What Actual Sex Workers Think About the New Movie ‘Hustlers’
Welcome to Brain-Throbs & Blow Jobs, a column highlighting the great minds and perspectives of Bay Area sex workers through interviews and photo portraits by Maxine Holloway.
In 2007 I was making a nightly pilgrimage from the San Francisco Mission District to North Beach. I would take BART to Market Street and walk through the Financial District as the downtown suits left to go home. This was before Uber or Lyft, so I was not alone in this journey. We were the North Beach servers, bartenders, and strippers marching up those fucking hills, past Vesuvio, past City Lights Bookstore, to the ‘seedier’ yet still historic offshoots of Columbus Street. Our Pleasers and aprons in our backpacks, commuting north to participate in the transfer of wealth.
I was a waitress. Liquor, wine, and tips flowed all over North Beach. I sometimes flirted or permitted some drunken lingering hands to get bigger tips. I worked the bar until 3 a.m. every night but made that return trip with heavier pockets and a fresh pack of Parliament Lights. In 2008 the market crashed. The bar was less busy, tips got smaller, and my patience got thinner. I was hardly able to support myself and I had to change my hustle.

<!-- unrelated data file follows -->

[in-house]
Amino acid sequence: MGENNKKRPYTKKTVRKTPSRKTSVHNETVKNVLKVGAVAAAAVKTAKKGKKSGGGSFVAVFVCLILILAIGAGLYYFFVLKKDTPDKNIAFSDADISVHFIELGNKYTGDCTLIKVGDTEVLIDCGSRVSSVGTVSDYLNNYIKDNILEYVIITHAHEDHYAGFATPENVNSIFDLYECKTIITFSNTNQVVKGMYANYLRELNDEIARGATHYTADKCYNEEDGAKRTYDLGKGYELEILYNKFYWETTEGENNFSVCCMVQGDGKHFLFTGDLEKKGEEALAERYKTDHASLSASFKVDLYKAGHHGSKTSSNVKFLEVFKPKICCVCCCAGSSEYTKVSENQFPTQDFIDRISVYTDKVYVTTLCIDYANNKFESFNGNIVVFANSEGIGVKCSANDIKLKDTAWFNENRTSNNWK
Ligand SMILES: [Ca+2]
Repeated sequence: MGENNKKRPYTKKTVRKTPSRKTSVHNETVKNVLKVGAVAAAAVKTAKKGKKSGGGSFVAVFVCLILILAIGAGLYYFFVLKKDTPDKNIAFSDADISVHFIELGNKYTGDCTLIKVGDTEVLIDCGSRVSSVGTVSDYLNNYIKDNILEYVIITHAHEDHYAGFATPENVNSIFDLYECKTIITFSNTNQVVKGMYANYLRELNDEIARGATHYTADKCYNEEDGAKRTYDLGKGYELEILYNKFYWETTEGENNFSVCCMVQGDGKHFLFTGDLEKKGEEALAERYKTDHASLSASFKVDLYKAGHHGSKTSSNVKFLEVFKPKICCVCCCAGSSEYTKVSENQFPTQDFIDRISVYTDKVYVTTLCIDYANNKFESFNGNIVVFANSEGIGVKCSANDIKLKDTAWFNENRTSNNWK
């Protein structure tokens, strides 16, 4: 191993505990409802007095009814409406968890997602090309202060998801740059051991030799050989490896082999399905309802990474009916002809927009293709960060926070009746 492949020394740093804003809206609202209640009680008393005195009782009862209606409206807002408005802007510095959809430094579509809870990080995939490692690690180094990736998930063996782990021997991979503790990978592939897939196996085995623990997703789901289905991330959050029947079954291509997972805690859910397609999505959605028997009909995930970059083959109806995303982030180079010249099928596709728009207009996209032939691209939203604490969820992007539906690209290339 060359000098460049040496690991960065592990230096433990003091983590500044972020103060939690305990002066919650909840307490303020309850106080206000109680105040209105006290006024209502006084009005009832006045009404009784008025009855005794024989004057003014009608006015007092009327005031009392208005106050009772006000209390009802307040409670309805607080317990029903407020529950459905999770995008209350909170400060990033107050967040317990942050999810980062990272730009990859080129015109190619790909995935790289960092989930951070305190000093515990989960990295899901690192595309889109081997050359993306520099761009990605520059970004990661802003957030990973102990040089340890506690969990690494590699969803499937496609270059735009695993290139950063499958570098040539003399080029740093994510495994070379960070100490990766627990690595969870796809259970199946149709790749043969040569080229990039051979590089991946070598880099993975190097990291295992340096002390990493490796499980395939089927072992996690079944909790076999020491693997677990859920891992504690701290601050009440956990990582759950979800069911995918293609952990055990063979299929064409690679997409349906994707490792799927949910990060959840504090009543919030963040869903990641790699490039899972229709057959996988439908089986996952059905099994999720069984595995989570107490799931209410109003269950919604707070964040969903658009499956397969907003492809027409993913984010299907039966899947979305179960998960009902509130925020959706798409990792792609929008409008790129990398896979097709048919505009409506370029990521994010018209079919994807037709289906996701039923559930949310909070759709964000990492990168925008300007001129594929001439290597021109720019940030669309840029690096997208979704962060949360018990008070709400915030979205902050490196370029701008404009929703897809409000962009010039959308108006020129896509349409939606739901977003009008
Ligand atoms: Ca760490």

I turned to Craigslist’s ‘Adult’ section and Red Book, an escorting website, to make ends meet. People often ask how sex workers get into “the biz,” and expect a tantalizing tale. I got into sex work because I liked to pay my rent, wanted to buy my cat nicer food, and smoke Parliament cigarettes. The economic realities of the sex trade are not glamorous and rarely get told, but the rise and fall of the economy and the gentrification of our neighborhoods deeply affect most services workers, whether we have a pole, condom, or tray in our hands.
In 2019 I made a pilgrimage from Oakland, where I now live, back into San Francisco. I got off Bart at Powell Street with my friends Gia Isabella and Rowan Ruin, we were meeting twenty fellow sex workers at the theater. The BART stop was plastered with Twitter ads, reminding us that their headquarters was just above the ground. We were meeting a group of fellow sex workers to see the new movie, Hustlers. The movie is a story of women that develop deep friendships while working in a strip club. After being severely affected by the 2008 recession, the women turn to a different type of hustle to survive.
Sex workers rarely see any of our experiences reflected on TV or movies. We are usually severely dehumanized, the character that gets “rescued,” the but of a tired joke, or getting murdered in the first five minutes. Hustlers has had very polarizing reactions from the sex worker community.
“I loved it and actually lived it. Stopped due to the 2008 crash. I thought the club scenes were spot on. I work solo now and what I miss about being in the clubs is the comrades in the dressing room.”
– Diane Rey, Bay Area sex worker
“I went to see it and was very disappointed.….as a former entertainer myself I’m like, no, just STOP.”
– Xotic Kelly, sex worker